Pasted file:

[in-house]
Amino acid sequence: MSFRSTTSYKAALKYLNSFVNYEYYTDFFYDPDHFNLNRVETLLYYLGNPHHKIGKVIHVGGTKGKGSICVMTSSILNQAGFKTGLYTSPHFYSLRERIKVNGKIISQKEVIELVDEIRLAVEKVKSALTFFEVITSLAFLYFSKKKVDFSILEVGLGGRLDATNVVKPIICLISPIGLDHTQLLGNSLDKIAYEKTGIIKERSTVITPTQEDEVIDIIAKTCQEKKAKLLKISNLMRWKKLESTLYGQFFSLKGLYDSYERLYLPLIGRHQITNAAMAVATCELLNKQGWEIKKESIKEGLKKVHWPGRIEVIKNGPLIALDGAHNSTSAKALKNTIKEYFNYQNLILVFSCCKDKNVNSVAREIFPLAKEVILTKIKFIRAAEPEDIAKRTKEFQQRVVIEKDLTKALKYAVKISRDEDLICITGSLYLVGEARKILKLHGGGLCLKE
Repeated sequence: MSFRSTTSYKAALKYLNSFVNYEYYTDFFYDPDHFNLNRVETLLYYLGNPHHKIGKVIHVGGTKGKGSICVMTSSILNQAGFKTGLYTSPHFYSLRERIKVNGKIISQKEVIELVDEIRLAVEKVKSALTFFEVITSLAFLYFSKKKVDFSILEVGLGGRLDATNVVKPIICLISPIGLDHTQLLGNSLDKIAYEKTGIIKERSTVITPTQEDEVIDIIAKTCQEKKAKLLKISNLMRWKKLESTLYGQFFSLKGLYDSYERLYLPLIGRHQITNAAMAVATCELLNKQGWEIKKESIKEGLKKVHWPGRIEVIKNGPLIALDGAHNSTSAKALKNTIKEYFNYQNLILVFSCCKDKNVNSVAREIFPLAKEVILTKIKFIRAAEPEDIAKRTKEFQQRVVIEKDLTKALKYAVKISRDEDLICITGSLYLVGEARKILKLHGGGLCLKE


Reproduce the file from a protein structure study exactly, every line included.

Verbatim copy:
[in-house]
Amino acid sequence: MSFRSTTSYKAALKYLNSFVNYEYYTDFFYDPDHFNLNRVETLLYYLGNPHHKIGKVIHVGGTKGKGSICVMTSSILNQAGFKTGLYTSPHFYSLRERIKVNGKIISQKEVIELVDEIRLAVEKVKSALTFFEVITSLAFLYFSKKKVDFSILEVGLGGRLDATNVVKPIICLISPIGLDHTQLLGNSLDKIAYEKTGIIKERSTVITPTQEDEVIDIIAKTCQEKKAKLLKISNLMRWKKLESTLYGQFFSLKGLYDSYERLYLPLIGRHQITNAAMAVATCELLNKQGWEIKKESIKEGLKKVHWPGRIEVIKNGPLIALDGAHNSTSAKALKNTIKEYFNYQNLILVFSCCKDKNVNSVAREIFPLAKEVILTKIKFIRAAEPEDIAKRTKEFQQRVVIEKDLTKALKYAVKISRDEDLICITGSLYLVGEARKILKLHGGGLCLKE
Repeated sequence: MSFRSTTSYKAALKYLNSFVNYEYYTDFFYDPDHFNLNRVETLLYYLGNPHHKIGKVIHVGGTKGKGSICVMTSSILNQAGFKTGLYTSPHFYSLRERIKVNGKIISQKEVIELVDEIRLAVEKVKSALTFFEVITSLAFLYFSKKKVDFSILEVGLGGRLDATNVVKPIICLISPIGLDHTQLLGNSLDKIAYEKTGIIKERSTVITPTQEDEVIDIIAKTCQEKKAKLLKISNLMRWKKLESTLYGQFFSLKGLYDSYERLYLPLIGRHQITNAAMAVATCELLNKQGWEIKKESIKEGLKKVHWPGRIEVIKNGPLIALDGAHNSTSAKALKNTIKEYFNYQNLILVFSCCKDKNVNSVAREIFPLAKEVILTKIKFIRAAEPEDIAKRTKEFQQRVVIEKDLTKALKYAVKISRDEDLICITGSLYLVGEARKILKLHGGGLCLKE